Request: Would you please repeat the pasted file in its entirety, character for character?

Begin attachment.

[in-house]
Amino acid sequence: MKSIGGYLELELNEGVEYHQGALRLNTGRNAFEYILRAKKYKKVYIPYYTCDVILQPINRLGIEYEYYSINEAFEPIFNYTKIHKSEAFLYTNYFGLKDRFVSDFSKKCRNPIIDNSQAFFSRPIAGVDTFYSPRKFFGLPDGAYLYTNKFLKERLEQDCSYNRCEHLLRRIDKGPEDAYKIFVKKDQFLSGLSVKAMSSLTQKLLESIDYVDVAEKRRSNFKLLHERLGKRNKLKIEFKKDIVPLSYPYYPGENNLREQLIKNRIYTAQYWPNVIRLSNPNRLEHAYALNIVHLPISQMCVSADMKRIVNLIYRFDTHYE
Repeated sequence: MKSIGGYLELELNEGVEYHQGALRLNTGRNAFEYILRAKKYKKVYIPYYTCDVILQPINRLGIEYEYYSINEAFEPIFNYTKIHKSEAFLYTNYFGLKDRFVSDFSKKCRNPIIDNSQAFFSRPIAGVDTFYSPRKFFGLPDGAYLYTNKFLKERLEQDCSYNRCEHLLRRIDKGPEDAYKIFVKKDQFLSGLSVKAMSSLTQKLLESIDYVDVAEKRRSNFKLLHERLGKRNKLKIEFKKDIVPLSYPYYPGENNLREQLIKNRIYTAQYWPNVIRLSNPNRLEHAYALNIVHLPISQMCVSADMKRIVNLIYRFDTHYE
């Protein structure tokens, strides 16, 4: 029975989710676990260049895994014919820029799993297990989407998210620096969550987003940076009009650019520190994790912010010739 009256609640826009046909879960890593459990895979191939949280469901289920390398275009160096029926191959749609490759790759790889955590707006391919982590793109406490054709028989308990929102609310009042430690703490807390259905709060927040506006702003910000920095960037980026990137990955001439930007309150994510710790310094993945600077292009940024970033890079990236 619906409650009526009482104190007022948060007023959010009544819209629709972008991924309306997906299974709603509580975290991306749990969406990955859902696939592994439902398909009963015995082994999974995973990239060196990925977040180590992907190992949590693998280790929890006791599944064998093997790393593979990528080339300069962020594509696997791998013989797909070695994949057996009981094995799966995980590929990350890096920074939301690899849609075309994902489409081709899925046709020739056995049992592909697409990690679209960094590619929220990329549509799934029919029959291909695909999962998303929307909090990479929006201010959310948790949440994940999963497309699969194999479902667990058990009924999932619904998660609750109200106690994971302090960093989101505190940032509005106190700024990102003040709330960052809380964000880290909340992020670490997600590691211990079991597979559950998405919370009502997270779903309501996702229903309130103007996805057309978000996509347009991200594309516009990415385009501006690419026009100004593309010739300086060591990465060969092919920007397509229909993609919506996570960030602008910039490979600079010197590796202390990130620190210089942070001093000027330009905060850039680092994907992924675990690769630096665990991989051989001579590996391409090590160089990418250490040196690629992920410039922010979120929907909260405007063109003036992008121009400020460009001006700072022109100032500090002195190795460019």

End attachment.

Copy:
[in-house]
Amino acid sequence: MKSIGGYLELELNEGVEYHQGALRLNTGRNAFEYILRAKKYKKVYIPYYTCDVILQPINRLGIEYEYYSINEAFEPIFNYTKIHKSEAFLYTNYFGLKDRFVSDFSKKCRNPIIDNSQAFFSRPIAGVDTFYSPRKFFGLPDGAYLYTNKFLKERLEQDCSYNRCEHLLRRIDKGPEDAYKIFVKKDQFLSGLSVKAMSSLTQKLLESIDYVDVAEKRRSNFKLLHERLGKRNKLKIEFKKDIVPLSYPYYPGENNLREQLIKNRIYTAQYWPNVIRLSNPNRLEHAYALNIVHLPISQMCVSADMKRIVNLIYRFDTHYE
Repeated sequence: MKSIGGYLELELNEGVEYHQGALRLNTGRNAFEYILRAKKYKKVYIPYYTCDVILQPINRLGIEYEYYSINEAFEPIFNYTKIHKSEAFLYTNYFGLKDRFVSDFSKKCRNPIIDNSQAFFSRPIAGVDTFYSPRKFFGLPDGAYLYTNKFLKERLEQDCSYNRCEHLLRRIDKGPEDAYKIFVKKDQFLSGLSVKAMSSLTQKLLESIDYVDVAEKRRSNFKLLHERLGKRNKLKIEFKKDIVPLSYPYYPGENNLREQLIKNRIYTAQYWPNVIRLSNPNRLEHAYALNIVHLPISQMCVSADMKRIVNLIYRFDTHYE
């Protein structure tokens, strides 16, 4: 029975989710676990260049895994014919820029799993297990989407998210620096969550987003940076009009650019520190994790912010010739 009256609640826009046909879960890593459990895979191939949280469901289920390398275009160096029926191959749609490759790759790889955590707006391919982590793109406490054709028989308990929102609310009042430690703490807390259905709060927040506006702003910000920095960037980026990137990955001439930007309150994510710790310094993945600077292009940024970033890079990236 619906409650009526009482104190007022948060007023959010009544819209629709972008991924309306997906299974709603509580975290991306749990969406990955859902696939592994439902398909009963015995082994999974995973990239060196990925977040180590992907190992949590693998280790929890006791599944064998093997790393593979990528080339300069962020594509696997791998013989797909070695994949057996009981094995799966995980590929990350890096920074939301690899849609075309994902489409081709899925046709020739056995049992592909697409990690679209960094590619929220990329549509799934029919029959291909695909999962998303929307909090990479929006201010959310948790949440994940999963497309699969194999479902667990058990009924999932619904998660609750109200106690994971302090960093989101505190940032509005106190700024990102003040709330960052809380964000880290909340992020670490997600590691211990079991597979559950998405919370009502997270779903309501996702229903309130103007996805057309978000996509347009991200594309516009990415385009501006690419026009100004593309010739300086060591990465060969092919920007397509229909993609919506996570960030602008910039490979600079010197590796202390990130620190210089942070001093000027330009905060850039680092994907992924675990690769630096665990991989051989001579590996391409090590160089990418250490040196690629992920410039922010979120929907909260405007063109003036992008121009400020460009001006700072022109100032500090002195190795460019």